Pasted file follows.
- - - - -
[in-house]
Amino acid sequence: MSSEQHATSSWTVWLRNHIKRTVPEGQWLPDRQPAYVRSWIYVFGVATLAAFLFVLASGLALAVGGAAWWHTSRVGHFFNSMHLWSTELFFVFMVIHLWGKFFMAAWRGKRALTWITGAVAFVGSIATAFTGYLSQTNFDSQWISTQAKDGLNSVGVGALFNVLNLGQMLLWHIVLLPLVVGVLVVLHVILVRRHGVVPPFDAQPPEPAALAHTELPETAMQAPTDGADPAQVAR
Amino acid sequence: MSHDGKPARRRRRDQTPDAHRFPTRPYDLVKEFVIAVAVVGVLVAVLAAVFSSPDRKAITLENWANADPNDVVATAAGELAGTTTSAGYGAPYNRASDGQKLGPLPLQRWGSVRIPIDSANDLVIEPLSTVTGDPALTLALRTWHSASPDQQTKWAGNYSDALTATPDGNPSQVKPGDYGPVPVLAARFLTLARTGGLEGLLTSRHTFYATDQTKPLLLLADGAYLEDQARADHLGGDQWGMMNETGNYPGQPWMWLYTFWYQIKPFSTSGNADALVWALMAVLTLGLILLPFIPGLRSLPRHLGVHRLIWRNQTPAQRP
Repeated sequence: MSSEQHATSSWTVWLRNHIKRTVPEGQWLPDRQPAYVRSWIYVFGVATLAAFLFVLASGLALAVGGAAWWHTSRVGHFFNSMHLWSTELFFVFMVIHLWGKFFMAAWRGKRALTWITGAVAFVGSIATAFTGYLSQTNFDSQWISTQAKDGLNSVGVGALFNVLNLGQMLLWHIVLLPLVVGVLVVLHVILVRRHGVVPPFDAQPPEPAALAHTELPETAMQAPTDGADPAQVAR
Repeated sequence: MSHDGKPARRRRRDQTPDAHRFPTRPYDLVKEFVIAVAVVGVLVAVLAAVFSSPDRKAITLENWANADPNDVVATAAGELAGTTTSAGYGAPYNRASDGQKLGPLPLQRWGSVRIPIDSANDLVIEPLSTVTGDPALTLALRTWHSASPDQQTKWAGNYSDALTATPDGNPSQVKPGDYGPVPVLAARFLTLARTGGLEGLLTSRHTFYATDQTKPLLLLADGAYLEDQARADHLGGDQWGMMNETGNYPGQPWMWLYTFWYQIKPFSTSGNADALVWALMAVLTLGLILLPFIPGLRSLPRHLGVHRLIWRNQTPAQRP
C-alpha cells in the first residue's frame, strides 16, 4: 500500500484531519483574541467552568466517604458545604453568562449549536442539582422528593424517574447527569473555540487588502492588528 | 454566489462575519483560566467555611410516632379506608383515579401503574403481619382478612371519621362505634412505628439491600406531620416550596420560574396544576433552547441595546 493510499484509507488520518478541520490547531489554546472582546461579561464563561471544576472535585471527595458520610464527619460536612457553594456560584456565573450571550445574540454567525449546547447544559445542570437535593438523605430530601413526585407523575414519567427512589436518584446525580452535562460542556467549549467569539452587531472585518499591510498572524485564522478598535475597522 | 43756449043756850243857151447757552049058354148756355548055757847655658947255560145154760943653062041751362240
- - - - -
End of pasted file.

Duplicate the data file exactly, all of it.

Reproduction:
[in-house]
Amino acid sequence: MSSEQHATSSWTVWLRNHIKRTVPEGQWLPDRQPAYVRSWIYVFGVATLAAFLFVLASGLALAVGGAAWWHTSRVGHFFNSMHLWSTELFFVFMVIHLWGKFFMAAWRGKRALTWITGAVAFVGSIATAFTGYLSQTNFDSQWISTQAKDGLNSVGVGALFNVLNLGQMLLWHIVLLPLVVGVLVVLHVILVRRHGVVPPFDAQPPEPAALAHTELPETAMQAPTDGADPAQVAR
Amino acid sequence: MSHDGKPARRRRRDQTPDAHRFPTRPYDLVKEFVIAVAVVGVLVAVLAAVFSSPDRKAITLENWANADPNDVVATAAGELAGTTTSAGYGAPYNRASDGQKLGPLPLQRWGSVRIPIDSANDLVIEPLSTVTGDPALTLALRTWHSASPDQQTKWAGNYSDALTATPDGNPSQVKPGDYGPVPVLAARFLTLARTGGLEGLLTSRHTFYATDQTKPLLLLADGAYLEDQARADHLGGDQWGMMNETGNYPGQPWMWLYTFWYQIKPFSTSGNADALVWALMAVLTLGLILLPFIPGLRSLPRHLGVHRLIWRNQTPAQRP
Repeated sequence: MSSEQHATSSWTVWLRNHIKRTVPEGQWLPDRQPAYVRSWIYVFGVATLAAFLFVLASGLALAVGGAAWWHTSRVGHFFNSMHLWSTELFFVFMVIHLWGKFFMAAWRGKRALTWITGAVAFVGSIATAFTGYLSQTNFDSQWISTQAKDGLNSVGVGALFNVLNLGQMLLWHIVLLPLVVGVLVVLHVILVRRHGVVPPFDAQPPEPAALAHTELPETAMQAPTDGADPAQVAR
Repeated sequence: MSHDGKPARRRRRDQTPDAHRFPTRPYDLVKEFVIAVAVVGVLVAVLAAVFSSPDRKAITLENWANADPNDVVATAAGELAGTTTSAGYGAPYNRASDGQKLGPLPLQRWGSVRIPIDSANDLVIEPLSTVTGDPALTLALRTWHSASPDQQTKWAGNYSDALTATPDGNPSQVKPGDYGPVPVLAARFLTLARTGGLEGLLTSRHTFYATDQTKPLLLLADGAYLEDQARADHLGGDQWGMMNETGNYPGQPWMWLYTFWYQIKPFSTSGNADALVWALMAVLTLGLILLPFIPGLRSLPRHLGVHRLIWRNQTPAQRP
C-alpha cells in the first residue's frame, strides 16, 4: 500500500484531519483574541467552568466517604458545604453568562449549536442539582422528593424517574447527569473555540487588502492588528 | 454566489462575519483560566467555611410516632379506608383515579401503574403481619382478612371519621362505634412505628439491600406531620416550596420560574396544576433552547441595546 493510499484509507488520518478541520490547531489554546472582546461579561464563561471544576472535585471527595458520610464527619460536612457553594456560584456565573450571550445574540454567525449546547447544559445542570437535593438523605430530601413526585407523575414519567427512589436518584446525580452535562460542556467549549467569539452587531472585518499591510498572524485564522478598535475597522 | 43756449043756850243857151447757552049058354148756355548055757847655658947255560145154760943653062041751362240